A22 International Energy Agency

The International Energy Agency (IEA) was established in 1974 as an autonomous agency within the framework of the Organisation for Economic Co-operation and Development (OECD), to carry out a comprehensive programme of energy cooperation among its 25 member countries and the commission of the European Communities. An important part of the Agency's programme involves collaboration in the research, development and demonstration of new energy technologies to reduce excessive reliance on imported oil, to increase long-term energy security and to reduce greenhouse gas emissions. The IEA SHC's research and development activities are headed by the Committee on Energy Research and Technology (CERT) and supported by a small secretariat staff, headquartered in Paris. In addition, three working parties are charged with monitoring the various collaborative energy agreements, identifying new areas for cooperation and advising CERT on policy matters.

Hanson Welcomes New Guide From Energy Saving Trust

Hanson Building Products has welcomed the publication of the Energy Saving Trust's latest guide, entitled 'Energy Efficiency and the Code for Sustainable Homes Level 4 The EST encourages energy efficiency and renewable energy sources, and promotes better insulation and heating efficiency, and cleaner fuels for transport. The cover features Hanson's EcoHouse which demonstrates the company's latest developments in sustainable modern masonry construction and 'smart' living, as well as the benefits of offsite fabrication, high thermal mass and natural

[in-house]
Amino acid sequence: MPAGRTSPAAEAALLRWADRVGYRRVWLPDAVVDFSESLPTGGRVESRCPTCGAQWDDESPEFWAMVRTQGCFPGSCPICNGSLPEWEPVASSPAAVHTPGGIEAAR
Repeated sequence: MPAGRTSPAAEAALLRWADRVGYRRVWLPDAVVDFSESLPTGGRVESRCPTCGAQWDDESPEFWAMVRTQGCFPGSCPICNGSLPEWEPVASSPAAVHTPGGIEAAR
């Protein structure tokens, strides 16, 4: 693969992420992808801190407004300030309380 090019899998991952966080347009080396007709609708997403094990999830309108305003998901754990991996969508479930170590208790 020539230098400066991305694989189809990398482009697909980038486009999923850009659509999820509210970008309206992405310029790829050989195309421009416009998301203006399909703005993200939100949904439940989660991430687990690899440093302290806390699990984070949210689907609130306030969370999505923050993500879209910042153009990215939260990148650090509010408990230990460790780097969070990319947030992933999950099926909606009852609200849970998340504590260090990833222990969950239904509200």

Reducing Energy Consumption

Since Facilities Resource Management assumed operation of the campus in July of 1998, fossil fuel use has decreased by 15 . There is, however, room for substantial further improvements. A twofold approach to reducing energy consumption consists of 1) improving the thermal efficiency of buildings and operating efficiency of equipment, and 2) instituting creative policies and educational initiatives that encourage students, faculty, and staff to conserve energy. Buildings and activities within buildings currently account for greater than 90 of campus energy consumption. Effort should therefore focus on building renovation and on selecting appliances that minimize the use of energy (see EPAC statement on facilities in Section III). Innovative incentives should be created to encourage students, faculty, and staff to purchase and manage personal electronic equipment to minimize energy use.

Energy Efficient Residential Forms

There are now many architectural solutions which help provide more energy efficient homes, thus relying less on fossil fuels. Homes and landscapes can be designed for construction using a combination of recycled materials and materials which contain low levels of 'embodied' energy used in their manufacture and delivery (Figure 4.35) (see Edwards, 2000 Newton and Westaway, 1999 Harris and Borer, 2005). In terms of site layout, however, there are also approaches to the configuration of homes that allow them to be more energy efficient.